All Nebula ever wanted was a sister, but all Gamora ever wanted was to win.
Gamora and Nebula: Sisters in Arms is a brand new novel by Marvel and Disney Books, which delves into a dual story about the titular sisters on their individual and intersecting journeys on Torndune, a once lush planet turned into a mineral-stripped mining world.
Gamora and Nebula: Sisters in Arms is a Beautiful Tragedy
While the films have given us a lot to work with in regards to the tenuous sisterly bond between Gamora and Nebula, this new Marvel novel deepens the tragedy of their relationship tenfold. If anything, the novel makes Thanos even more sinister of a villain as we watch, first hand, as he manipulates and emotionally abuses his daughters.
It’s tragic to see how the two sisters are pitted against one another, in a constant state of uncertainty about where they stand with their father and with one another. Both of them sacrifice so much of themselves just to become the perfect weapon for him, but it’s still never enough to earn his love or care.
Guardians of the Galaxy is already in a league of its own when it comes to gritty sci-fi, and Gamora and Nebula: Sisters in Arms perfectly matches the aesthetic of the films and the world the characters occupy. At times I found myself getting lost in the underlying world that Macknezi Lee created around these familiar characters, which is the hallmark of truly masterful worldbuilding.
I really enjoyed the way that Lee chose to present Lady Death, treating the entity as a character of their own, one that seems to haunt, manipulate, and sway the characters within the story. That, coupled with the inclusion of the cynical Universal Church of Truth, creates a really intriguing undercurrent about life, death, and religion, which is interwoven throughout Gamora and Nebula’s misadventures.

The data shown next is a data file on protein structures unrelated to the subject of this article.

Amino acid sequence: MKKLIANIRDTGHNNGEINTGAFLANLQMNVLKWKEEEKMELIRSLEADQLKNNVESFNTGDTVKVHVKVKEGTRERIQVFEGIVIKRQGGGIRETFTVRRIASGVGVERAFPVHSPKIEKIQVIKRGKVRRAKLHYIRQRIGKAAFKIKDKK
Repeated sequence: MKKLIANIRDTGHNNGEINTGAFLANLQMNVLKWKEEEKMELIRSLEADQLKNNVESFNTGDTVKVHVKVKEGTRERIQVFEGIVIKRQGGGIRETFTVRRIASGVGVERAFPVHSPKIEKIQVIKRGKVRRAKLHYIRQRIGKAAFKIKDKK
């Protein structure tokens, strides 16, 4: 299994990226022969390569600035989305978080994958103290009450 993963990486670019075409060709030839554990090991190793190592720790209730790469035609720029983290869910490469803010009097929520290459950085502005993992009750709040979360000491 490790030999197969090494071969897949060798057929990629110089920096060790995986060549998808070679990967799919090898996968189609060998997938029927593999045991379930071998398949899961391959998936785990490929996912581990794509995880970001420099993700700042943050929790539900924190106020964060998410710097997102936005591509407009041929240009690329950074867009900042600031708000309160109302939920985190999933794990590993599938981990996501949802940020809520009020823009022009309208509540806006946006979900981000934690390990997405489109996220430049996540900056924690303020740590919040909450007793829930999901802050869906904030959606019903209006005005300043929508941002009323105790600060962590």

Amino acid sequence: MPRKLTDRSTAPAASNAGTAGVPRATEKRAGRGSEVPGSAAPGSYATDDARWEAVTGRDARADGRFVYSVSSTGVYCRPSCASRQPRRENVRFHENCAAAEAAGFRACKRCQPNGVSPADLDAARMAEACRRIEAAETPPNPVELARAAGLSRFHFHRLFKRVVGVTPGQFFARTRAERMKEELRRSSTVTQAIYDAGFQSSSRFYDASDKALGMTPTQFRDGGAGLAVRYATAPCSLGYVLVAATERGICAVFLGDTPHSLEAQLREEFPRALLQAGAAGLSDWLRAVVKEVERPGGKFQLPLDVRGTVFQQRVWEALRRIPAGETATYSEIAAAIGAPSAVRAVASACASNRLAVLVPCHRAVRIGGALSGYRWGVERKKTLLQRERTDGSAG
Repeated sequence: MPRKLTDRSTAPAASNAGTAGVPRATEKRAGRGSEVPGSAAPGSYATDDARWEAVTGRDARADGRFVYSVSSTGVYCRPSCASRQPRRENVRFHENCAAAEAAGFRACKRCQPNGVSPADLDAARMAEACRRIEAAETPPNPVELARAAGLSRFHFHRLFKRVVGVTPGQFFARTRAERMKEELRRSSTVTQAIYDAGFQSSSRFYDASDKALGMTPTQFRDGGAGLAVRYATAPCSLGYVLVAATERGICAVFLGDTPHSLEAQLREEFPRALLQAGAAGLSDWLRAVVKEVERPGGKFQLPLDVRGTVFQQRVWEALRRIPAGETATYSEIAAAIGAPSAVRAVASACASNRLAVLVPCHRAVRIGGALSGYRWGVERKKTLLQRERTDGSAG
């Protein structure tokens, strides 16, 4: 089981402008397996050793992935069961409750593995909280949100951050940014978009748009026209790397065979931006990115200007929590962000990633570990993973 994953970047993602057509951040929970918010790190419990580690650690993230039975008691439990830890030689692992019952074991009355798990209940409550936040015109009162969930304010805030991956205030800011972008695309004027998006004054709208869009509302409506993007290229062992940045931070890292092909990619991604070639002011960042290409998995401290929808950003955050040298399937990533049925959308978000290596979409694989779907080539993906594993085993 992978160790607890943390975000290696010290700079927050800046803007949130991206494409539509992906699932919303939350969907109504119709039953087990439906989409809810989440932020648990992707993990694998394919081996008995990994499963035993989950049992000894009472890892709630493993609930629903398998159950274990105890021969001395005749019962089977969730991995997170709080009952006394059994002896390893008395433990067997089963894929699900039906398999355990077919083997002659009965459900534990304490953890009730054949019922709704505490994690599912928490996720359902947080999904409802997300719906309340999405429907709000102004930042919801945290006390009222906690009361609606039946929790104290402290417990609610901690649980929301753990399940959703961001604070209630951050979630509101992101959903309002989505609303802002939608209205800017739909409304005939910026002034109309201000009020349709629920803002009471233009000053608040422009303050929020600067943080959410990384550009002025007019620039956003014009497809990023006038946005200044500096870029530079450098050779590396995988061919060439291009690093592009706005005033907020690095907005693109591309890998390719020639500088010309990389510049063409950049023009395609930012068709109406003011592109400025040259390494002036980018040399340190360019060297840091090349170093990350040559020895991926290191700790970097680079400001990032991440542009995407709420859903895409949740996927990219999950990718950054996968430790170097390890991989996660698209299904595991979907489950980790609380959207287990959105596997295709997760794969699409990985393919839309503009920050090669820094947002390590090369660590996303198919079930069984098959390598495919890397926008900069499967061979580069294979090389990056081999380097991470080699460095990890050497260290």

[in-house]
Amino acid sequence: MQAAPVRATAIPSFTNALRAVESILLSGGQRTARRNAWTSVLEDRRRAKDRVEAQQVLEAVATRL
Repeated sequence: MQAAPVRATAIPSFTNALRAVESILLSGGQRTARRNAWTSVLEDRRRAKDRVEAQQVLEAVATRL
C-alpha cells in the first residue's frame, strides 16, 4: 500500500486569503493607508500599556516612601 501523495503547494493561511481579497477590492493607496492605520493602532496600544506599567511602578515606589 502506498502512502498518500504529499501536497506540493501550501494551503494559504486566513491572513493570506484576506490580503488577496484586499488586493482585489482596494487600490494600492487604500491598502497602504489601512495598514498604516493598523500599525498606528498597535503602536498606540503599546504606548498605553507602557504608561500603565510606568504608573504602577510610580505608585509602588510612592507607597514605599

An unexpected highlight of Gamora and Nebula: Sisters in Arms was the inclusion of the Grandmaster in transcript interludes throughout the book.
As someone who is not exactly the biggest Marvel fan, I kept putting off this book and now I’m disappointed that I didn’t read it sooner. Gamora and Nebula is really good. Guardians of the Galaxy is a really fun and quirky aspect of the MCU and this novel delivers with real gravitas and a weight to these characters which will strengthen future rewatches of the films.
Despite being a young adult novel about teenagers, Gamora and Nebula: Sisters in Arms delivers heightened emotions, dire consequences, life or death decisions, and plenty of tragedy for a pair of sisters that deserve the world and are given nothing in return for their heartbreak. It’s a depressing story, but one you won’t want to miss if you love these characters or are just looking for deeper dives into the backstories of Marvel characters.
Gamora and Nebula: Sisters in Arms is out today.
Maggie Lovitt is a writer at Wealth of Geeks where she covers her favorite topics: Star Wars and pop culture nerdery.
In her free time, she is also a novelist, screenwriter, actor, and member of the Screen Actors Guild.